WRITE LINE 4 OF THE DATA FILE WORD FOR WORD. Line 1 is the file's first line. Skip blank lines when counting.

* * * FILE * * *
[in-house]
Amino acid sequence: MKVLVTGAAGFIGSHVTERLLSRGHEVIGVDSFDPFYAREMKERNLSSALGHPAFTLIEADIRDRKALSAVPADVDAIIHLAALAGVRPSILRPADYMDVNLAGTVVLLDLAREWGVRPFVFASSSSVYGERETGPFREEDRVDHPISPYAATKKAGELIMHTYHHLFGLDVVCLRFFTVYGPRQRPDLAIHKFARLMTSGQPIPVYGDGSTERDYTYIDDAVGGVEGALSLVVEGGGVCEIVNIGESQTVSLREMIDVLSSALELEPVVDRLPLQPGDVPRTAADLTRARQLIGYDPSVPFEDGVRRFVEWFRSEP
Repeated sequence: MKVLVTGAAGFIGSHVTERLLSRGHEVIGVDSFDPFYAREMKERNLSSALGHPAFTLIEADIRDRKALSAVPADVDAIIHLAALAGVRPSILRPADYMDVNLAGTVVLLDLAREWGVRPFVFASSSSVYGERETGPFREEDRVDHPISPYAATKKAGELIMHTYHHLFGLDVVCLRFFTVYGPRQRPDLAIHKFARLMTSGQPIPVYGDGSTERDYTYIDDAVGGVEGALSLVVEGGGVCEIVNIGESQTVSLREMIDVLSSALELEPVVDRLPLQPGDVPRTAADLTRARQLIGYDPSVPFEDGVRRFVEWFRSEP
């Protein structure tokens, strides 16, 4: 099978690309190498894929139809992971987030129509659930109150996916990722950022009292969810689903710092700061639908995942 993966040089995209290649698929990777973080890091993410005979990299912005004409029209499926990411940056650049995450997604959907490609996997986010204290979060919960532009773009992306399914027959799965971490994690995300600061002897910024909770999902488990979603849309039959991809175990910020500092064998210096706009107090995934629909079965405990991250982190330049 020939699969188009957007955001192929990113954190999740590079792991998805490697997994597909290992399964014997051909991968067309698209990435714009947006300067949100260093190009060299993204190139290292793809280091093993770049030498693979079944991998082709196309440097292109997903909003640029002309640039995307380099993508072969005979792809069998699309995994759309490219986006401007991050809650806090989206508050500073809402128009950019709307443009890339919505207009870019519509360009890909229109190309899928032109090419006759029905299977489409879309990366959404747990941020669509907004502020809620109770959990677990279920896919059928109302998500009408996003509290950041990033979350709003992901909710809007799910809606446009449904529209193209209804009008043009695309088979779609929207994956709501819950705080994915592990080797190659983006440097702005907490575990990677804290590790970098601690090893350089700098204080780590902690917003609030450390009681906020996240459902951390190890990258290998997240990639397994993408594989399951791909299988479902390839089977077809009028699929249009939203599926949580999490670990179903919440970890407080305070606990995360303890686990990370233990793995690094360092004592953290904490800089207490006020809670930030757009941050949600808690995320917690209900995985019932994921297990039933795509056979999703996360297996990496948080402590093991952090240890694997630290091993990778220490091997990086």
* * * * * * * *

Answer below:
């Protein structure tokens, strides 16, 4: 099978690309190498894929139809992971987030129509659930109150996916990722950022009292969810689903710092700061639908995942 993966040089995209290649698929990777973080890091993410005979990299912005004409029209499926990411940056650049995450997604959907490609996997986010204290979060919960532009773009992306399914027959799965971490994690995300600061002897910024909770999902488990979603849309039959991809175990910020500092064998210096706009107090995934629909079965405990991250982190330049 020939699969188009957007955001192929990113954190999740590079792991998805490697997994597909290992399964014997051909991968067309698209990435714009947006300067949100260093190009060299993204190139290292793809280091093993770049030498693979079944991998082709196309440097292109997903909003640029002309640039995307380099993508072969005979792809069998699309995994759309490219986006401007991050809650806090989206508050500073809402128009950019709307443009890339919505207009870019519509360009890909229109190309899928032109090419006759029905299977489409879309990366959404747990941020669509907004502020809620109770959990677990279920896919059928109302998500009408996003509290950041990033979350709003992901909710809007799910809606446009449904529209193209209804009008043009695309088979779609929207994956709501819950705080994915592990080797190659983006440097702005907490575990990677804290590790970098601690090893350089700098204080780590902690917003609030450390009681906020996240459902951390190890990258290998997240990639397994993408594989399951791909299988479902390839089977077809009028699929249009939203599926949580999490670990179903919440970890407080305070606990995360303890686990990370233990793995690094360092004592953290904490800089207490006020809670930030757009941050949600808690995320917690209900995985019932994921297990039933795509056979999703996360297996990496948080402590093991952090240890694997630290091993990778220490091997990086």